Travel to the Tropics to Study Permaculture Design with PRI
Immerse yourself in learning the application of permaculture concepts and practices in the tropics with Permaculture Research Institute’s upcoming Permaculture Design Certificate course, running August 13 to 24 at Kenaboi, Negri Sembilan, Malaysia.
On the edge of the Malaysian Titiwangsa mountain range just 90km south of Kuala Lumpur, this 8-acre property offers a classic example of a tropical farm and forest – with almost 12 hours of daily sunlight and an annual rainfall of approximately 2000mm.
“One of our apprentices who finished last year’s program has set up their own permaculture master plan site in Malaysia, just three degrees from the equator,” said Geoff Lawton, primary facilitator of the course. “I’m about to go over there and co-teach with the owner, Wan Muhammed, their first Permaculture Design Certificate course.”
Lawton is a permaculture consultant, designer, and teacher who earned a diploma in permaculture under movement founder Bill Mollison in 1983. Since that time, Lawton has passed on his expertise in permaculture to more than 15,000 students around the world.
Lawton will be teaching alongside Wan Muhammad Ridhwan bin Wan Muhammad Hanizan, a career engineer who studied permaculture as an intern at Zaytuna Farm. Now, Ridhwan is busy establishing Chalin Food Forest while bringing his experience with tropical climate zones to permaculture demonstration sites in Vanuatu and Malaysia.
“This is an extension of our mission. Here (in Australia), things are well-established, but there, it’s just the beginning,” Lawton said. “This is a very interesting place to go and study and learn permaculture where people are just setting up – but with our experience, with the things we’ve learned passed on.”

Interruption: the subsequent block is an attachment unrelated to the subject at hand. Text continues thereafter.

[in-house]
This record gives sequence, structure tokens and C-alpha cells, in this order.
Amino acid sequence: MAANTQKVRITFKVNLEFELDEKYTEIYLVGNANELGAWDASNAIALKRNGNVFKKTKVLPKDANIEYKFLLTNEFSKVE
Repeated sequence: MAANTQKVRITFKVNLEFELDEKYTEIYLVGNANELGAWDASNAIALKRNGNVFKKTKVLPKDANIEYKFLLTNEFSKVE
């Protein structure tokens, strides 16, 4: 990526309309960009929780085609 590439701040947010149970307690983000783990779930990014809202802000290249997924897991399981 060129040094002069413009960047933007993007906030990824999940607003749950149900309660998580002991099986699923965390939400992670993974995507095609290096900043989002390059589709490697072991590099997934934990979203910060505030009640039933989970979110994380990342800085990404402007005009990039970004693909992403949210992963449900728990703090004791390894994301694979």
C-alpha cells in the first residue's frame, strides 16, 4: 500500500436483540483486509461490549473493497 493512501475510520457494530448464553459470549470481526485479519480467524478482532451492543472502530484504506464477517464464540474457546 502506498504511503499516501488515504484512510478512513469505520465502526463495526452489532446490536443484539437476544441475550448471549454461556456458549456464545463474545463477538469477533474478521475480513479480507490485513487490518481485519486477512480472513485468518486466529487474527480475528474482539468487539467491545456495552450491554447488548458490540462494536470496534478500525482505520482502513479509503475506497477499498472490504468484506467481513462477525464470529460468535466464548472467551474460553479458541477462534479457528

For ten days, participants in the course will study sustainable living systems for a range of landscapes and climates – with a specific focus on hot, arid regions. The course will cover the application of permaculture principles to food production, home design, construction, energy conservation and generation, and even explores alternative economic structures and legal strategies to support permaculture solutions.
“We teach permaculture design certificate courses, specialist courses, and apprenticeship programs of practical permaculture to train people to become project managers and to help people to set up master plan sites like this in lots of different climates and lots of different landscapes – and on different land sizes, from urban to small acreage to large acreage,” Lawton said.
The site is also home to PRI’s humid tropics demonstration site, which will help equip students with unique, climate-specific knowledge. Participants will learn to accurately assess the project potential of tropical sites, make special considerations during the planning and design process, and develop strategies for successful permaculture project implementation.
“Come and join me, come to Malaysia, come to the tropics – come and enjoy a really interesting situation and learn from reality,” Lawton said. “This is how we can change the world, one permaculture master plan site at a time. It’s going to be a great learning journey.”